R.I.P: Cinefantastique Alumni Dan Cziraky
Following a long battle with ill health, Cinefantastique writer Dan Cziraky passed away in the early hours of May 17, 2020, just a few days after his birthday; he was 58.
A freelance writer with many credits, he contributed frequently to our publications: Cinefantastique, Imagi-Movies, Femmes Fatales. Often he covered cult topics (e.g. MYSTERY SCIENCE THEATER 3000), and he had an amusing talent for scathing reviews of undeserving films (“Whoever thought [Pamela Anderson] Lee, with her Barbie doll body and Betty Boop voice, could be even marginally convincing as a tough action heroine must be living in their own comic book universe!” he wrote of 1996’s BARB WIRE).
Dan was irascible and opinionated but always in tongue-in-cheek way, and he had certainly earned the right to his opinions with his breadth of knowledge regarding film, horror, fantasy, and science fiction.
If memory serves, I first spoke to him (by phone – we never met in person) when I took over editorial duties at Imagi-Movies magazine. “Don’t piss me off!” he warned, obviously joking, but at the same time I took him seriously (at the time, he was having issues with another editor, who did not always treat writers fairly).
I guess I never pissed him off, since we remained in contact ever since, even after I left Cinefantastique for a time to supervise online content at Fandom, for which Dan supplied several articles. After Cinefantastique stopped print publication, Dan contributed to our website (you can find his articles here). He also helped out at Hollywood Gothique (a guide to horror-themed entertainment in Los Angeles), keeping the website’s calendar up to date with local events.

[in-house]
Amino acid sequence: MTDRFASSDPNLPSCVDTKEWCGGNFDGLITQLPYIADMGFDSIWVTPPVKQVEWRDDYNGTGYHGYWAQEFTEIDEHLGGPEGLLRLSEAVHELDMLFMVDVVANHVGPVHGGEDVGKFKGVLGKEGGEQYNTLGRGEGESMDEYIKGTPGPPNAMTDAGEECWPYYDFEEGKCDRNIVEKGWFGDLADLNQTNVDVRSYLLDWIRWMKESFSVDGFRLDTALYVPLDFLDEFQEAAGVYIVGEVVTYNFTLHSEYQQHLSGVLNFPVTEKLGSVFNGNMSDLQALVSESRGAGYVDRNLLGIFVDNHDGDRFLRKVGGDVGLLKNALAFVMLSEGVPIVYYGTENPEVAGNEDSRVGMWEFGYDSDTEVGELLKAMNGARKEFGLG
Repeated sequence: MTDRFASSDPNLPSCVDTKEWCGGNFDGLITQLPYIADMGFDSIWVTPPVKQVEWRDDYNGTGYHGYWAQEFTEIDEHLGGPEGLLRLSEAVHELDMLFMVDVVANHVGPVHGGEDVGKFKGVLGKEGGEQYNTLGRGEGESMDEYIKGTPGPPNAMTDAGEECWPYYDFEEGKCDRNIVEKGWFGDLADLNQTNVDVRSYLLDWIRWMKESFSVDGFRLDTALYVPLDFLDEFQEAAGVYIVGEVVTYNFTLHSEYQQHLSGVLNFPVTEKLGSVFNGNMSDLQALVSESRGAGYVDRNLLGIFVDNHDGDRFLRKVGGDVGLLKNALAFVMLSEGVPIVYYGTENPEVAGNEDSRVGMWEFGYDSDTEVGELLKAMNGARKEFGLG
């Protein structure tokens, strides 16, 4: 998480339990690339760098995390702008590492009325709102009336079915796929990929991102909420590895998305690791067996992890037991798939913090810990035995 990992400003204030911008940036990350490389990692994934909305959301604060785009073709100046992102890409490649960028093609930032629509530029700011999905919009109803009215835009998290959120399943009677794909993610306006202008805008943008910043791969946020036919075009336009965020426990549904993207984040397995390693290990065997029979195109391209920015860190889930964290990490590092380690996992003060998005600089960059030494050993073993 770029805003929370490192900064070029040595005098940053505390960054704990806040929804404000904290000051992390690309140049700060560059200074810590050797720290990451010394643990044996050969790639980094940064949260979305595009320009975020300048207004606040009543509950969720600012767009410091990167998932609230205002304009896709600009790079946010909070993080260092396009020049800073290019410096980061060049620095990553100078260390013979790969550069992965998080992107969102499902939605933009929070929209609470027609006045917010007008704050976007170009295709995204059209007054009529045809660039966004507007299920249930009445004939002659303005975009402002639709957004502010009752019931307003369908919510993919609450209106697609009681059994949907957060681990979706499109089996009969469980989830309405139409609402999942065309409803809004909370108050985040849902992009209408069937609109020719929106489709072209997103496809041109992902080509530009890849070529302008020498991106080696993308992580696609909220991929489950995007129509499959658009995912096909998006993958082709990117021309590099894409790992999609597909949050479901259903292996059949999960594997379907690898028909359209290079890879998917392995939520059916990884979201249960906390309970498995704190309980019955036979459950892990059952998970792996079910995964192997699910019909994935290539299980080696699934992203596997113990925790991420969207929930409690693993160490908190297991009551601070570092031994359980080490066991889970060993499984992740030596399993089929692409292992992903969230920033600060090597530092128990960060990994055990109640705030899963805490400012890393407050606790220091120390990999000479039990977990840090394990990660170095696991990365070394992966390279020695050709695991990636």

With the decline in the freelance market since the rise of the Internet, Dan had struggled in the past few years, but he managed to make ends meet, still turning out articles for Videoscope. In 1999, he moved from Newark, New Jersey to North Carolina; he was residing in the town of Dallas at the time of his death.
For the past few years, Dan and I kept in touch by email and over Facebook, where his love for his pet cats provided a touching counterpoint to the snarky persona he cultivated in his reviews. He had been in the hospital for a few months, with liver and kidney problems, but he remained in relatively good spirits, documenting his ailments in a video Facebook post, and he was scheduled to be moved to rehab before he unexpectedly lapsed into a coma from which he never fully recovered.
I would personally like to offer posthumous thanks to Dan for his contributions to Cinefantastique in particular and genre film criticism in general. He will be missed by his readers and his friends.